"Head, neck, and breast, upper part of the abdomen and flanks, purplish blue; back, rump, upper tail-coverts, lesser wing coverts, and tertiaries, dark olive green, tipped with verditer green; at the nape of the neck a band of rich blue separating the purplish blue of the neck, from the green of the body; wings rich b


deep blue, the greater coverts tipped with verditer green, forming crescentic bands when the wing is expanded; tail dark green; lower part of the abdomen, vent, and thighs, dull bluish black; under tail-coverts, white; bill and feet, bright red.

"Total length of the body, 26 inches; bill, from the gape to the tip, 21; from tip to posterior edge of the plate on the forehead, 3 inches; wing, 8; tail, 3}; tarsi, 3; middle toe, 3; nail, ; hind-toe, ; nail, .'

"I cannot conclude these remarks without bearing testimony to the very great importance of the results which have attended the researches of MR. WALTER MANTELL, in the various departments of science to which he has turned his attention, nor without expressing a hope that he may yet be enabled to obtain some particulars as to the history of this and the other remarkable birds of the country in which he is resident.'


Plan of the Work.-To ensure the permanent utility of this Hand-Book, a specific notation of the Cases has been adopted in the ground-plan of each Room; and to facilitate a reference to any particular cabinet or fossil, so far as the present arrangement of the Gallery of Organic Remains will permit, the letters and numbers affixed to the respective Cases are inserted between brackets, and placed after the letters and figures of the plan; for example, in page 11, letter A refers to the ground-plan, and [1, A, B, C,] are the numbers and letters painted on the Wall-case containing the fossil Alga, Fuci, &c.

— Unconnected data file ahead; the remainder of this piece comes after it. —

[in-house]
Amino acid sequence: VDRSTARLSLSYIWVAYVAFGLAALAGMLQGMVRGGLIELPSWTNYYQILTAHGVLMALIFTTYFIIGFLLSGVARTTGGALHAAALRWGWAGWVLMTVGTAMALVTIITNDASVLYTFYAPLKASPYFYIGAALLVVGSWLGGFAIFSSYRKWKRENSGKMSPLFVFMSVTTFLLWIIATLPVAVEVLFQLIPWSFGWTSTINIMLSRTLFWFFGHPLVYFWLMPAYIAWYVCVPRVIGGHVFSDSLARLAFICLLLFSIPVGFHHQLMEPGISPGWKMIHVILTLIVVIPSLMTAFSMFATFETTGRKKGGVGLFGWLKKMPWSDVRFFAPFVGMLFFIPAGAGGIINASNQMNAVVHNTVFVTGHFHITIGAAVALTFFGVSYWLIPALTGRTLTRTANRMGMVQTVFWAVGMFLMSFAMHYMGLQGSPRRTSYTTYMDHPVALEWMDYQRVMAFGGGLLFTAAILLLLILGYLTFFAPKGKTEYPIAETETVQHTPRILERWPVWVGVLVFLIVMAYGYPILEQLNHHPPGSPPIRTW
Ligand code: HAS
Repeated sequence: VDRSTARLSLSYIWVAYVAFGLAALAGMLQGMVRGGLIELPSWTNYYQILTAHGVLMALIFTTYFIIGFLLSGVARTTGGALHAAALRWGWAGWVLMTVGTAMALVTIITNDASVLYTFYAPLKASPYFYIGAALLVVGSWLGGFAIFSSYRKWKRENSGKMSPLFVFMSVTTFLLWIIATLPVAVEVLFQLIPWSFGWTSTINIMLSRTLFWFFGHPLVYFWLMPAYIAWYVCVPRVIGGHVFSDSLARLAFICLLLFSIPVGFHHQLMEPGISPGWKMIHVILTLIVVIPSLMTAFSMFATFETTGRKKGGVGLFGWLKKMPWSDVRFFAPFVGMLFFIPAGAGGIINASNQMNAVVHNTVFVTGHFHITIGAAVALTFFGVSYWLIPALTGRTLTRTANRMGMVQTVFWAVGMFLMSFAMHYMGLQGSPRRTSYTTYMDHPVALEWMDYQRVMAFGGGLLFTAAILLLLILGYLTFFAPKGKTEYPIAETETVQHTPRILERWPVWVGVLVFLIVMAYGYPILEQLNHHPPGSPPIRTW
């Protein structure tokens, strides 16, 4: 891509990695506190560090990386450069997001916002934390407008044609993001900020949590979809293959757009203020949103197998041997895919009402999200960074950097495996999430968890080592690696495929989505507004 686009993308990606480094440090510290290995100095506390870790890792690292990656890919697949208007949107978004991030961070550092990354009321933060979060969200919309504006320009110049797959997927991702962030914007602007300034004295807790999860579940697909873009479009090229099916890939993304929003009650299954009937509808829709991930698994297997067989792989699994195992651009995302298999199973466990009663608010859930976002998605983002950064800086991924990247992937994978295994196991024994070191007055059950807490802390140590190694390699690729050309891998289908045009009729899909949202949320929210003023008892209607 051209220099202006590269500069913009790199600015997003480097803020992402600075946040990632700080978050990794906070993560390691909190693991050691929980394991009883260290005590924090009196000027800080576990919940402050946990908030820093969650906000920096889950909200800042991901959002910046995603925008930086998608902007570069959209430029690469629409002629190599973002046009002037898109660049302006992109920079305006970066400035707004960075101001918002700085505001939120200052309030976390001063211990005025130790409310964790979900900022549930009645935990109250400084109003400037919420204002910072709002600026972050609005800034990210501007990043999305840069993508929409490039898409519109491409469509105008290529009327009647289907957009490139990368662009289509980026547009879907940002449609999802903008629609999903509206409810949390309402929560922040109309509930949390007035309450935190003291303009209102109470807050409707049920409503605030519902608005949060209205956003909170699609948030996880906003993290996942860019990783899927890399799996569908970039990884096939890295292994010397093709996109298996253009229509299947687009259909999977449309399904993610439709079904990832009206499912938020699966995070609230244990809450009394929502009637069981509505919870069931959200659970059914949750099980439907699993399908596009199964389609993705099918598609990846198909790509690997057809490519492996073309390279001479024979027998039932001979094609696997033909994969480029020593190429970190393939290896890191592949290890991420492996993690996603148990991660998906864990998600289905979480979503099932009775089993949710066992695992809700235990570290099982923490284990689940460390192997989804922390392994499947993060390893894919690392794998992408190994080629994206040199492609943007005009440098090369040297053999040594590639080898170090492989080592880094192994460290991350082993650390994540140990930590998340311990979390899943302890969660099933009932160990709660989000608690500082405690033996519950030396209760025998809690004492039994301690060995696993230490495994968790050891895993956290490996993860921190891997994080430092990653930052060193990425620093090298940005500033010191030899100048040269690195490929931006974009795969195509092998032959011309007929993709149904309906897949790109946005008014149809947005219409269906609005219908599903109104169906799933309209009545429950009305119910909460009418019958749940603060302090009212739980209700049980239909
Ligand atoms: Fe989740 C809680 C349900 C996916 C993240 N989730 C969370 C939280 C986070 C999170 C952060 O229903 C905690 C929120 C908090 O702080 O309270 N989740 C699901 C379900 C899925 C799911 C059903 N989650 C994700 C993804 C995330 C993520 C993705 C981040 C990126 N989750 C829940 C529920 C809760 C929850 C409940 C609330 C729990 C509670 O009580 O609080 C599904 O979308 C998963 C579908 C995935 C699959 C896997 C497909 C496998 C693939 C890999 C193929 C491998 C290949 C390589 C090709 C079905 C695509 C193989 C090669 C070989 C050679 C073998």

Minerals. The description of the mineralogical collection is not within the scope of this volume; but for the convenience of the mineralogist who may not possess MR. KONIG's excellent Synopsis, a brief notice of the contents of the Table-cases is inserted.

Fossi Invertebrata.-Of this part of the collection, a very general description only is given, for the objects are too numerous, and too small, to be particularized in a hand-book of this nature. Several of the Table-cases of fossil shells are admirably arranged and named by MR. WOODWARD, and cannot fail to prove highly interesting to the Geologist, and instructive to the student in Conchology; to the latter I would commend, in the strongest terms, Mr. Woodward's "Manual of the Mollusca, or a Rudimentary Treatise on Recent and Fossil Shells," with numerous illustrations, 1 vol. price 2s. published by Weale, as incomparably the best and cheapest introduction to this branch of Natural History in the English language.

Models of Fossils.-Models of some of the most remarkable fossils in the National Collection (a list of which is published in the " Synopsis of the British Museum") may be purchased of the Formatore.

Casts of the teeth, and of several bones, of the Iguanodon (formerly in my possession) may be obtained of Professor Tennant, 149, Strand.


The plate accompanying this description represents the Notornis in two positions, of the natural size, and accurately coloured.